Get them to elaborate on why they don’t think they need your service.

This kind of objection commonly arises when you’re proposing a website improvement project and they’re not convinced that something is wrong with their current website.

After all, people don’t want to fix something that’s not broken. In this case, ask them why they think they don’t need the website improvement.

Then explain to them the website’s flaws and why these problems need to be fixed ASAP. What are they losing because of the issues with their website?

Then ask for an appointment where you can show them how you can fix it. You can also send a detailed proposal.

Likewise, if the client is not sure if they need a website for their business, ask questions to understand why they think this way, then respond accordingly.

It often helps to explain how a website can contribute to their bottom line. You can also throw in some data. If you can cite a case study about one of your clients, even better.

Lack of urgency

“I don’t need it right now.”

When prospects say this, it’s important to identify if the timing is really an issue or if they’re trying to brush you off.

How to handle timing issues:

Ask them to elaborate on why it’s not important to them right now or what competing priorities need their urgent attention.

If their response conveys a concrete timing issue, it’s best to ask when is the best time for you to call back.

If they’re giving vague excuses, they’re most likely just putting off taking action on a real pain point, so you may have an opening. In this case, it works best to explain the cost of NOT acting right away.

Tips on Handling Client Objections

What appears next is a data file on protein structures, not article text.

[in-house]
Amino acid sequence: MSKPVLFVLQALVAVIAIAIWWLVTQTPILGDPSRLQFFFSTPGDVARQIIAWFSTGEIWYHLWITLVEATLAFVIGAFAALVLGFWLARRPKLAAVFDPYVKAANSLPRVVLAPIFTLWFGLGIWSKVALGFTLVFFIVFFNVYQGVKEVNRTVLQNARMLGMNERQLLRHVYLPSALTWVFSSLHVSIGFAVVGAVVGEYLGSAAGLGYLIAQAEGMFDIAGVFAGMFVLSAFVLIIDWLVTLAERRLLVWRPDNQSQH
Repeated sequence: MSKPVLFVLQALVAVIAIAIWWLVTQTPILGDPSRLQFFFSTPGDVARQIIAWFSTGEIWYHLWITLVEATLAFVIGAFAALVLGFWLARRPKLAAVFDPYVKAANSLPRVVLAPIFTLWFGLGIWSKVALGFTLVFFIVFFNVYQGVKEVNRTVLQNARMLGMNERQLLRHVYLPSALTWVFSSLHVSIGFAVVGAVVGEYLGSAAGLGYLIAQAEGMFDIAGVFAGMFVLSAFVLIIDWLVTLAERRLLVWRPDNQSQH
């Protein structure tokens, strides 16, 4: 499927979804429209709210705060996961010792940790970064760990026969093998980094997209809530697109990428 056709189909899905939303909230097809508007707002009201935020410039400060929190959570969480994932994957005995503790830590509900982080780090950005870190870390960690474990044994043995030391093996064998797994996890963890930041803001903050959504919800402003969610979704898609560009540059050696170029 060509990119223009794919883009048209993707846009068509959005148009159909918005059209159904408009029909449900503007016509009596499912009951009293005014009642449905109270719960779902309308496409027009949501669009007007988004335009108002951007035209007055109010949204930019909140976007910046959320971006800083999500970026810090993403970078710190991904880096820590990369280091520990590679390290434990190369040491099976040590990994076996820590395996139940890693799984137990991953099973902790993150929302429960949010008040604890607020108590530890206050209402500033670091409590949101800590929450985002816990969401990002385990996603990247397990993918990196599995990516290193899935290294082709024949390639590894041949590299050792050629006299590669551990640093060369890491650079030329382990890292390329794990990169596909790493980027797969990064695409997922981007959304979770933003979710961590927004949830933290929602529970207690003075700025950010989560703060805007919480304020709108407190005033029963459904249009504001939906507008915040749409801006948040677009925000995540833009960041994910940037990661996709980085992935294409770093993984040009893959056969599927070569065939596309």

Listen to what they have to say.

I’ve come across some salespeople trying to dismiss my objections perhaps in hopes that I will realize that I was wrong and they were right… You can be sure they never heard back from me!

Selling is, in essence, communication, and communication is supposed to be a two-way street. Your prospect needs to feel that they’re in a real, engaging conversation so you can build a good relationship with them.

A trick that always helps in making prospects feel heard is repeating what they just said. When a client objects, confirm their concern back to them: “So what I’m hearing you’re saying is ____. Is that right?”

Then you can answer their objection. Don’t dismiss their objections right away. It’s a little way to show that you actually care about their situation.

Ask open-ended questions.

Objections are often great opportunities to understand the needs of your target customer. After all, there’s no better way to know what your target market needs than asking them yourself.

Ask as many questions as you can to help you understand your prospect’s objection and get down to the real reason for their hesitation.

But it’s important to have the right tone – you don’t want it to feel like an interrogation. You have to sound calm, positive, and inquisitive.

Once you get down to the root of the problem, you’re in a better position to deal with it effectively.

Share customer testimonials.

I’ve found that one of the best ways to handle objections is to share the stories of your past clients who had a similar objection but went ahead with your service anyway and saw a positive result.

This approach shows that you are acknowledging the validity of their concerns and the value that others have found in your service.

Be honest.

The last tip that I’ll share is being honest about your service. Don’t make false claims – ever.

Don’t say the website you built for a restaurant directly resulted in a 200% in-store traffic if it didn’t. It’s just part of business ethics.

Always be upfront about what you can offer, your past results, and back it up with customer stories if you can.

When No Means No

The tips above will help you get past your prospects’ first line of barriers and help you understand the real problem.

But at a certain point, no means no.

If you’ve tried to identify what your prospect is really concerned about and you’ve said your piece, and the prospect still objects, let it go.

A good rule of thumb is if the prospect says an objection twice, it’s true.

Client objections can seem daunting at first, but once you understand the psychology behind it, it gets easier to handle.

Thanks for reading, and I hope this will help you handle client objections more confidently :)